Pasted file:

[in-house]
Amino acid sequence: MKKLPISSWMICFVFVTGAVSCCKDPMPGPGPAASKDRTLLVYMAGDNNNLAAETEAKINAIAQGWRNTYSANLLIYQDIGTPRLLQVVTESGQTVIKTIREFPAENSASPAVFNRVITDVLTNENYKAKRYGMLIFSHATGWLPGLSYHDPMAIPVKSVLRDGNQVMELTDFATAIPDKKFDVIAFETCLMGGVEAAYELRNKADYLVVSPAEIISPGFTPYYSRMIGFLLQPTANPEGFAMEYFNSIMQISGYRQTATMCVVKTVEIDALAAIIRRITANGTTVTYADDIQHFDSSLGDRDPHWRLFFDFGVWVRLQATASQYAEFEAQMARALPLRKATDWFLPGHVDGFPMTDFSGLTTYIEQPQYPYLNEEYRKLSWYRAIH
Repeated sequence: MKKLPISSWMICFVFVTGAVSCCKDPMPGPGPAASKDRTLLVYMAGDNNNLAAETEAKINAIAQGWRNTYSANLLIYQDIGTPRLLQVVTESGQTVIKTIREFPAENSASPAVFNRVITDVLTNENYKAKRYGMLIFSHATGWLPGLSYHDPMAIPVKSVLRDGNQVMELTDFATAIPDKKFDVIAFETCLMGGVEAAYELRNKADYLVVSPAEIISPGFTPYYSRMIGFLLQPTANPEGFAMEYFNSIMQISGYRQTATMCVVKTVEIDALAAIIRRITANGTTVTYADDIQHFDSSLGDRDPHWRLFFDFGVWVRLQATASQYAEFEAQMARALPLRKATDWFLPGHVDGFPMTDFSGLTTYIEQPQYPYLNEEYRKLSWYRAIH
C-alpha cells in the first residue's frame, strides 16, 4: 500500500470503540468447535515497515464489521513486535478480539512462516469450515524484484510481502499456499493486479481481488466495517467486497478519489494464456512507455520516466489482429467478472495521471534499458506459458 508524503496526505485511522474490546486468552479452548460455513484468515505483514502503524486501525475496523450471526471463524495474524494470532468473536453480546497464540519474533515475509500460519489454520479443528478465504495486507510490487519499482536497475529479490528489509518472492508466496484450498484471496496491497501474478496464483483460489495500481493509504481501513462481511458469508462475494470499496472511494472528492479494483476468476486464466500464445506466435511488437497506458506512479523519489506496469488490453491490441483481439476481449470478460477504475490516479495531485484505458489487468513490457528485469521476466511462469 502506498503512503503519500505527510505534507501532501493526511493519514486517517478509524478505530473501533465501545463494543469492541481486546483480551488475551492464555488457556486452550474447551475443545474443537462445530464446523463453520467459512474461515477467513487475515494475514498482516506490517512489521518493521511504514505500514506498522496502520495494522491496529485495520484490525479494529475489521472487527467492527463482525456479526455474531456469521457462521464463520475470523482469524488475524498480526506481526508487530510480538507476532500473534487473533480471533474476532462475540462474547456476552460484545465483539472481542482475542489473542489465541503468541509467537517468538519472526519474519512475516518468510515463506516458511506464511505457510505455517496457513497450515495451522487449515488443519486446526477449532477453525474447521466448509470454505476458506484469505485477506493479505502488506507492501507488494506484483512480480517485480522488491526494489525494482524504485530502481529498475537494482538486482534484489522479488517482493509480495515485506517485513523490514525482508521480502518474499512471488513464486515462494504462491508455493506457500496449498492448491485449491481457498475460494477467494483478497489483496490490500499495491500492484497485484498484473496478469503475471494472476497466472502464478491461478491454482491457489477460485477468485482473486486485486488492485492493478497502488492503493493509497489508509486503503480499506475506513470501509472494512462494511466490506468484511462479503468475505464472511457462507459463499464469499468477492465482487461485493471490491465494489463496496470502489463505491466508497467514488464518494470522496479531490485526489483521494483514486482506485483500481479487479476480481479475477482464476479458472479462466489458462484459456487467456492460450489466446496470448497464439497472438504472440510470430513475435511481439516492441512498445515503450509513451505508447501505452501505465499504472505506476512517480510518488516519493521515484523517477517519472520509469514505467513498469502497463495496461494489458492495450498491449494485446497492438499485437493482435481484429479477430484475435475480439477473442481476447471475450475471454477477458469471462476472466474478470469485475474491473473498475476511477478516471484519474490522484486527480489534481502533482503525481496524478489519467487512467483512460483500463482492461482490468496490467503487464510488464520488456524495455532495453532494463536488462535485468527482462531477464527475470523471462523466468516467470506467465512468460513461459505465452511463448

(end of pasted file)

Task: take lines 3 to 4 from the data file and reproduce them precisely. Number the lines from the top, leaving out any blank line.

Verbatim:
Repeated sequence: MKKLPISSWMICFVFVTGAVSCCKDPMPGPGPAASKDRTLLVYMAGDNNNLAAETEAKINAIAQGWRNTYSANLLIYQDIGTPRLLQVVTESGQTVIKTIREFPAENSASPAVFNRVITDVLTNENYKAKRYGMLIFSHATGWLPGLSYHDPMAIPVKSVLRDGNQVMELTDFATAIPDKKFDVIAFETCLMGGVEAAYELRNKADYLVVSPAEIISPGFTPYYSRMIGFLLQPTANPEGFAMEYFNSIMQISGYRQTATMCVVKTVEIDALAAIIRRITANGTTVTYADDIQHFDSSLGDRDPHWRLFFDFGVWVRLQATASQYAEFEAQMARALPLRKATDWFLPGHVDGFPMTDFSGLTTYIEQPQYPYLNEEYRKLSWYRAIH
C-alpha cells in the first residue's frame, strides 16, 4: 500500500470503540468447535515497515464489521513486535478480539512462516469450515524484484510481502499456499493486479481481488466495517467486497478519489494464456512507455520516466489482429467478472495521471534499458506459458 508524503496526505485511522474490546486468552479452548460455513484468515505483514502503524486501525475496523450471526471463524495474524494470532468473536453480546497464540519474533515475509500460519489454520479443528478465504495486507510490487519499482536497475529479490528489509518472492508466496484450498484471496496491497501474478496464483483460489495500481493509504481501513462481511458469508462475494470499496472511494472528492479494483476468476486464466500464445506466435511488437497506458506512479523519489506496469488490453491490441483481439476481449470478460477504475490516479495531485484505458489487468513490457528485469521476466511462469 502506498503512503503519500505527510505534507501532501493526511493519514486517517478509524478505530473501533465501545463494543469492541481486546483480551488475551492464555488457556486452550474447551475443545474443537462445530464446523463453520467459512474461515477467513487475515494475514498482516506490517512489521518493521511504514505500514506498522496502520495494522491496529485495520484490525479494529475489521472487527467492527463482525456479526455474531456469521457462521464463520475470523482469524488475524498480526506481526508487530510480538507476532500473534487473533480471533474476532462475540462474547456476552460484545465483539472481542482475542489473542489465541503468541509467537517468538519472526519474519512475516518468510515463506516458511506464511505457510505455517496457513497450515495451522487449515488443519486446526477449532477453525474447521466448509470454505476458506484469505485477506493479505502488506507492501507488494506484483512480480517485480522488491526494489525494482524504485530502481529498475537494482538486482534484489522479488517482493509480495515485506517485513523490514525482508521480502518474499512471488513464486515462494504462491508455493506457500496449498492448491485449491481457498475460494477467494483478497489483496490490500499495491500492484497485484498484473496478469503475471494472476497466472502464478491461478491454482491457489477460485477468485482473486486485486488492485492493478497502488492503493493509497489508509486503503480499506475506513470501509472494512462494511466490506468484511462479503468475505464472511457462507459463499464469499468477492465482487461485493471490491465494489463496496470502489463505491466508497467514488464518494470522496479531490485526489483521494483514486482506485483500481479487479476480481479475477482464476479458472479462466489458462484459456487467456492460450489466446496470448497464439497472438504472440510470430513475435511481439516492441512498445515503450509513451505508447501505452501505465499504472505506476512517480510518488516519493521515484523517477517519472520509469514505467513498469502497463495496461494489458492495450498491449494485446497492438499485437493482435481484429479477430484475435475480439477473442481476447471475450475471454477477458469471462476472466474478470469485475474491473473498475476511477478516471484519474490522484486527480489534481502533482503525481496524478489519467487512467483512460483500463482492461482490468496490467503487464510488464520488456524495455532495453532494463536488462535485468527482462531477464527475470523471462523466468516467470506467465512468460513461459505465452511463448